How Gratitude Can Help Your Blood Sugar, Heart

The holidays are a wonderful time to see friends and family. Reconnecting to people can feel great. It can also be exhausting and, sometimes, infuriating. When you are used to your own space and routine, it can be irritating and stressful to need to swap that for having people in your space and things done differently. Before you lose your temper over someone making the quiche incorrectly, take a breath, and feel grateful for your time together — it can help your health.  
While we may think of gratitude as being for Thanksgiving, feeling grateful can help your health regardless of the time of year. Perhaps most interestingly, for people with blood sugar concerns, grateful people have significantly less hemoglobin A1C, which has been linked to a lack of blood sugar control. The hemoglobin has also been linked to cancer, kidney disease and the risk of death.  
Researchers have, in different studies, had people keep gratitude journals. They have repeatedly seen that people who feel more gratitude reported better health: fewer aches and pains, breathing problems or skin issues. Additionally, people who feel thankful slept better even when suffering from chronic pain and heart problems. Sleeping well can also help your blood sugar stay stable.
Even if you aren’t the sort of person to naturally count your blessings, putting in an effort and keeping a journal about your positive feels can help. Gratitude can also help lower blood pressure. And people who were optimistic and thankful had better blood vessel function after a heart attack. Other studies have linked gratitude to lower inflammations, better metabolism.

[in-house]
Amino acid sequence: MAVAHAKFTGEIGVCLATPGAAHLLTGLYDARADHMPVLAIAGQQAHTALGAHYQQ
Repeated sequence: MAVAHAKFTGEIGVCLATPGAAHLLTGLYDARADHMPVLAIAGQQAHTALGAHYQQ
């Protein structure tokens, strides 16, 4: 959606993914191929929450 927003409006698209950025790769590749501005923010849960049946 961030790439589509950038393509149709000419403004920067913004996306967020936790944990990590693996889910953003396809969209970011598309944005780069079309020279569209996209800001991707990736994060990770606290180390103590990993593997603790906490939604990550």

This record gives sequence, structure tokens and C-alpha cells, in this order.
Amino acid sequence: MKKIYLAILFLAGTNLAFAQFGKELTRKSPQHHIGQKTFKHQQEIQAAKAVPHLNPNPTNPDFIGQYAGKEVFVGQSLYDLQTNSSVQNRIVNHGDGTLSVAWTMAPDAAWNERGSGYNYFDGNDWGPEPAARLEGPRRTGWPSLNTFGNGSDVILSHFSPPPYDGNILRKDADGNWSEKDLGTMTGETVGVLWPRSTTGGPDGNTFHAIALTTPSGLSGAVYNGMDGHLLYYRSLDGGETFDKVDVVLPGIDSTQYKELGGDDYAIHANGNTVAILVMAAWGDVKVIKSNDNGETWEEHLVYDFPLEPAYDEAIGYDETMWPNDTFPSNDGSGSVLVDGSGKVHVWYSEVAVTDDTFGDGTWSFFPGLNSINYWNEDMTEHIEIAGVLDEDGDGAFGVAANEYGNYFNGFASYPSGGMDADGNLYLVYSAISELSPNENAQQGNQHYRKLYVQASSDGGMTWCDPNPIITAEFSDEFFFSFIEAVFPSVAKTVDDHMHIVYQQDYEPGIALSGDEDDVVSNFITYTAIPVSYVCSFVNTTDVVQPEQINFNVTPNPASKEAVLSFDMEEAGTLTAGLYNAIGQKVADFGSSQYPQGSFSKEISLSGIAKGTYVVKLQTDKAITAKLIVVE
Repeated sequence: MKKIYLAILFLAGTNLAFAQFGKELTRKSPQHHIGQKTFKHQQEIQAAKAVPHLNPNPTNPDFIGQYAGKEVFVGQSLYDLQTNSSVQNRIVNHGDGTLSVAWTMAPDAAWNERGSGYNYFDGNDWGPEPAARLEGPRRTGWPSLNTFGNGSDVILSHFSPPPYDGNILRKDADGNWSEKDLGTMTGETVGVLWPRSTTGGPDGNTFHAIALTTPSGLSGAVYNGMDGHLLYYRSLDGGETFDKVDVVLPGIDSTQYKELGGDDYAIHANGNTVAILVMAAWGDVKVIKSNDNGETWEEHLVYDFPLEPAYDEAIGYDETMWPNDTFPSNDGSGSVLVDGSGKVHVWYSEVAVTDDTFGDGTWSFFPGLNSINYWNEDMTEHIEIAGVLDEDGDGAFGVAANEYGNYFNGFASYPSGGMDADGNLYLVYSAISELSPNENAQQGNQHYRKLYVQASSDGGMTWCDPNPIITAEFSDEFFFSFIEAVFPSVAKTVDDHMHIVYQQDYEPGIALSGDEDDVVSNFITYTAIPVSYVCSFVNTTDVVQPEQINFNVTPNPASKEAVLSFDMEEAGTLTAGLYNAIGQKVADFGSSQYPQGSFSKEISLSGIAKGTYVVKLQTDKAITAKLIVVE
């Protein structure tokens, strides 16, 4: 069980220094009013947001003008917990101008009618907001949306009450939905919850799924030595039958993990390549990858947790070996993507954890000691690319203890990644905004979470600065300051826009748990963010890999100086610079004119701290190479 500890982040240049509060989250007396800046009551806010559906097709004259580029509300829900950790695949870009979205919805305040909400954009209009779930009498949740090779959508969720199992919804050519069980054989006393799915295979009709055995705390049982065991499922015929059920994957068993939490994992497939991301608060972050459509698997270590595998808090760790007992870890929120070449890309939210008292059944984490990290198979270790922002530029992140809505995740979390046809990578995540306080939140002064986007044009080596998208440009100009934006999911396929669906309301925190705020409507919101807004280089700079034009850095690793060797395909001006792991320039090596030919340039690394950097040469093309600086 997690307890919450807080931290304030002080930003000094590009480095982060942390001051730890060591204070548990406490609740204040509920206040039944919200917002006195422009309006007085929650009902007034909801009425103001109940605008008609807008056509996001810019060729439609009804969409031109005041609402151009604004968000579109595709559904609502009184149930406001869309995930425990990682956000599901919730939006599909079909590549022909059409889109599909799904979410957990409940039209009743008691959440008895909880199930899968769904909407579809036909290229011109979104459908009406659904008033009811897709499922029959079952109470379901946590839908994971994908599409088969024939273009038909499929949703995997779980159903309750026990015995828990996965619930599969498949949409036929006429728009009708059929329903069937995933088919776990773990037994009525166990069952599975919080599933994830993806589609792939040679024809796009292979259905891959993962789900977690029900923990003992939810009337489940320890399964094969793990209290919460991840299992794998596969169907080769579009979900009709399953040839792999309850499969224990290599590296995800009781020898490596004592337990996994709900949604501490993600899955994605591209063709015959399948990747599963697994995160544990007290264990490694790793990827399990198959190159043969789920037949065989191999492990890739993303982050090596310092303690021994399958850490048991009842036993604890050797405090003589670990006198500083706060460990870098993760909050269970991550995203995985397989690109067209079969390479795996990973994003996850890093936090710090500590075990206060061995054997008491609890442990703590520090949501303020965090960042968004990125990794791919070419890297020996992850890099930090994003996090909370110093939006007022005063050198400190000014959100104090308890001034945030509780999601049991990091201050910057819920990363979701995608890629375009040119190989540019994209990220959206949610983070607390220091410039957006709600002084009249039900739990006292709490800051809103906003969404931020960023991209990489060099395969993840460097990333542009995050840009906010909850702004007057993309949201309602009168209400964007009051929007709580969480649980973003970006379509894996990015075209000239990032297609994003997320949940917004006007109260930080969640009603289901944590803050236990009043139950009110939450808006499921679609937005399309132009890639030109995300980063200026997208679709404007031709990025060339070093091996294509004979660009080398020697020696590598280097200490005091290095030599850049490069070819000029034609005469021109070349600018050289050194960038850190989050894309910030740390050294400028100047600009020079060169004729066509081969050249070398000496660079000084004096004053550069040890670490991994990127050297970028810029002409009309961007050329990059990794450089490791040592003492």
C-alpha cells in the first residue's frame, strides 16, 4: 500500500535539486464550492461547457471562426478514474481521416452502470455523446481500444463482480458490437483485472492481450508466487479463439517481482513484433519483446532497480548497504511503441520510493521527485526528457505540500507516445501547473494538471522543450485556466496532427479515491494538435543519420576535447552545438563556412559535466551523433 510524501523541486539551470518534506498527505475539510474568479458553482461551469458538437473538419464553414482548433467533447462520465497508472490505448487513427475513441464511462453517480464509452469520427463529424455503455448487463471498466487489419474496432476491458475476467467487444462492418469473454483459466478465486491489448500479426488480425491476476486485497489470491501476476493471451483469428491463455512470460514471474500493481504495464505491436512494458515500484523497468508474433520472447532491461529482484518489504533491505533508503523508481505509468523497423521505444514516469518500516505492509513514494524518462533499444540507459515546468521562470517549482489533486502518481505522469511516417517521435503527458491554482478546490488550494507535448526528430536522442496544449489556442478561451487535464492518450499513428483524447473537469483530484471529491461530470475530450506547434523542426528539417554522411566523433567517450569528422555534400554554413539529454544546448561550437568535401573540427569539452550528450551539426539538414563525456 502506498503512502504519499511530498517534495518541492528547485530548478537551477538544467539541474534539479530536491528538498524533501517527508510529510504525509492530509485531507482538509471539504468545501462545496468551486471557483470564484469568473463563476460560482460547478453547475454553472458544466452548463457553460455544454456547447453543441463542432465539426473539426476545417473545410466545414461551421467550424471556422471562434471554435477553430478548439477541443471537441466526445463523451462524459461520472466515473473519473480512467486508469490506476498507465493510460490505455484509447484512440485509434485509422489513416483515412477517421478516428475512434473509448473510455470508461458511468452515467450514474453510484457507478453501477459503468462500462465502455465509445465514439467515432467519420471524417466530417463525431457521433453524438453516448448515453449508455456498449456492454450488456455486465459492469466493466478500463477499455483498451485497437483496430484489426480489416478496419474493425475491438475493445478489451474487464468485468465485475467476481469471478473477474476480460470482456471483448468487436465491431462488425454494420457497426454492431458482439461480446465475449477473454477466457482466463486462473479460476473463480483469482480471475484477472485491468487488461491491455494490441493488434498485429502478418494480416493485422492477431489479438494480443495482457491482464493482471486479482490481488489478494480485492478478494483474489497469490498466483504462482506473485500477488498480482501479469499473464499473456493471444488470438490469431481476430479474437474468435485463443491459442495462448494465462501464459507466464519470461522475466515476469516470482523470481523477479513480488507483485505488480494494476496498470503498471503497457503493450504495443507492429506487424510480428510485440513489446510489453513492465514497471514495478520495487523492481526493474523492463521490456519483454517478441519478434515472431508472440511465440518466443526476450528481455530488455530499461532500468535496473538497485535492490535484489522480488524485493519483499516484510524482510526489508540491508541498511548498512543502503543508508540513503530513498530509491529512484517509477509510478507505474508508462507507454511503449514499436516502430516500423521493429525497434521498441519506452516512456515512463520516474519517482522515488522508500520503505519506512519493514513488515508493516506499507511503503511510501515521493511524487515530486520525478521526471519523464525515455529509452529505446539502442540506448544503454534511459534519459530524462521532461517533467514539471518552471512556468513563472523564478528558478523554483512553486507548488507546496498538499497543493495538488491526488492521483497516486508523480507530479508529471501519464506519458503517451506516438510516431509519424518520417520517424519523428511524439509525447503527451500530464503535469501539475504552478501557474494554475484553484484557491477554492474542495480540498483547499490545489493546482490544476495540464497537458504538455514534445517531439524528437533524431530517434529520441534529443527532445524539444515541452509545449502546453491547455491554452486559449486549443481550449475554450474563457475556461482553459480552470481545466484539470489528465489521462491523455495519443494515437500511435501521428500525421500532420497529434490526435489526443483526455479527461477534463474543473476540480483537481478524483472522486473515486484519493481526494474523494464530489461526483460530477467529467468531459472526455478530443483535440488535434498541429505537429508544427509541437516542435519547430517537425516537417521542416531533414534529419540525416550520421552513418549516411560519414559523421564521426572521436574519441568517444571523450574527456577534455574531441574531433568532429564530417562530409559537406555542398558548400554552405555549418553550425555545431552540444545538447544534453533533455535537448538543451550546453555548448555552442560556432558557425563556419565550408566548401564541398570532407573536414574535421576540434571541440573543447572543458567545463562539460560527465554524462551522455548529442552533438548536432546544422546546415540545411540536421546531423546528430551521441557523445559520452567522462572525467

Gratitude can also help you help yourself. Better sleep, physical health and mood can improve your energy levels. People who frequently felt grateful also took good care of themselves — eating healthy foods, getting exercise and going to the doctor when ill. It’s also been linked to lower depression, with more extended periods of sustained happiness and a lower risk of overeating. These qualities, including increased calm and greater empathy, can really boost your pleasure during the holidays.
Psychologist Joree Rose, Licensed Marriage and Family Therapist, defines gratitude as “a quality of thankfulness.” She said, “It’s something you intentionally choose to focus on and practice, which means you don’t just feel it; you do something about it.” This is good news for those of us to don’t have the natural temperament of feeling thankful all the time. Many of us are not that way inclined, and it’s even more difficult when the grandkids or nieces and nephews are driving you crazy!
Feeling gratitude can make you calmer and more relaxed. It can also help you enjoy the company more as it enables you to overcome small irritations. Thanksgiving may be over, but gratitude can be a daily routine that will help you during the holidays and every day.
December 09, 2019
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